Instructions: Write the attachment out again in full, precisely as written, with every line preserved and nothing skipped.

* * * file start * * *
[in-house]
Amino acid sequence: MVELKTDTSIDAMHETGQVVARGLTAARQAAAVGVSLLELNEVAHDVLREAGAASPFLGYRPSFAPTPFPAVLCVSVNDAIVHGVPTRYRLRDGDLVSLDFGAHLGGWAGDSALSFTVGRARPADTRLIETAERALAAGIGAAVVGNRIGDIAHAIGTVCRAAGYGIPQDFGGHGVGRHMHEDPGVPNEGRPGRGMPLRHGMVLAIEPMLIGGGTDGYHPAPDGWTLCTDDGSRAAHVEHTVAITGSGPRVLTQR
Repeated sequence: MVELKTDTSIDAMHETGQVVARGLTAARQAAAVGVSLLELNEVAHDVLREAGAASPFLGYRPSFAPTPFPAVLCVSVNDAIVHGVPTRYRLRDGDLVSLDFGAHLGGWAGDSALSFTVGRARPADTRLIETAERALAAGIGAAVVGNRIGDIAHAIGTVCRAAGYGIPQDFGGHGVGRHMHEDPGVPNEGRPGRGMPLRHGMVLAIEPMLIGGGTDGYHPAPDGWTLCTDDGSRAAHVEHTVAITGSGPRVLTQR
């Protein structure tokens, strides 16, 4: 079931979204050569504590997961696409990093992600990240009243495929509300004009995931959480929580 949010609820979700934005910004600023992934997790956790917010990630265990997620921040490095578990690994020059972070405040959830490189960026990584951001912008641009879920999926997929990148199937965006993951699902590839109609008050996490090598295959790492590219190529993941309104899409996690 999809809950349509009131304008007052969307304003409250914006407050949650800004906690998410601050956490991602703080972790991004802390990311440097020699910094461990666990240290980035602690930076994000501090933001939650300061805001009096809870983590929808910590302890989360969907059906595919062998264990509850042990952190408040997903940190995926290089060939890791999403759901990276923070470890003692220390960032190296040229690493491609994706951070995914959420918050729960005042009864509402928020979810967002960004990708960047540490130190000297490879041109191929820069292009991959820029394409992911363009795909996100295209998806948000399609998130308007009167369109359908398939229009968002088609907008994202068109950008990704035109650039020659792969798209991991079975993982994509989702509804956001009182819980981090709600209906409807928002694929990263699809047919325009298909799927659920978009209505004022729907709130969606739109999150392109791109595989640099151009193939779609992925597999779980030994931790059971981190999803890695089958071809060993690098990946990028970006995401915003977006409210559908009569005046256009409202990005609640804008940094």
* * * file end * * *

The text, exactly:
[in-house]
Amino acid sequence: MVELKTDTSIDAMHETGQVVARGLTAARQAAAVGVSLLELNEVAHDVLREAGAASPFLGYRPSFAPTPFPAVLCVSVNDAIVHGVPTRYRLRDGDLVSLDFGAHLGGWAGDSALSFTVGRARPADTRLIETAERALAAGIGAAVVGNRIGDIAHAIGTVCRAAGYGIPQDFGGHGVGRHMHEDPGVPNEGRPGRGMPLRHGMVLAIEPMLIGGGTDGYHPAPDGWTLCTDDGSRAAHVEHTVAITGSGPRVLTQR
Repeated sequence: MVELKTDTSIDAMHETGQVVARGLTAARQAAAVGVSLLELNEVAHDVLREAGAASPFLGYRPSFAPTPFPAVLCVSVNDAIVHGVPTRYRLRDGDLVSLDFGAHLGGWAGDSALSFTVGRARPADTRLIETAERALAAGIGAAVVGNRIGDIAHAIGTVCRAAGYGIPQDFGGHGVGRHMHEDPGVPNEGRPGRGMPLRHGMVLAIEPMLIGGGTDGYHPAPDGWTLCTDDGSRAAHVEHTVAITGSGPRVLTQR
């Protein structure tokens, strides 16, 4: 079931979204050569504590997961696409990093992600990240009243495929509300004009995931959480929580 949010609820979700934005910004600023992934997790956790917010990630265990997620921040490095578990690994020059972070405040959830490189960026990584951001912008641009879920999926997929990148199937965006993951699902590839109609008050996490090598295959790492590219190529993941309104899409996690 999809809950349509009131304008007052969307304003409250914006407050949650800004906690998410601050956490991602703080972790991004802390990311440097020699910094461990666990240290980035602690930076994000501090933001939650300061805001009096809870983590929808910590302890989360969907059906595919062998264990509850042990952190408040997903940190995926290089060939890791999403759901990276923070470890003692220390960032190296040229690493491609994706951070995914959420918050729960005042009864509402928020979810967002960004990708960047540490130190000297490879041109191929820069292009991959820029394409992911363009795909996100295209998806948000399609998130308007009167369109359908398939229009968002088609907008994202068109950008990704035109650039020659792969798209991991079975993982994509989702509804956001009182819980981090709600209906409807928002694929990263699809047919325009298909799927659920978009209505004022729907709130969606739109999150392109791109595989640099151009193939779609992925597999779980030994931790059971981190999803890695089958071809060993690098990946990028970006995401915003977006409210559908009569005046256009409202990005609640804008940094």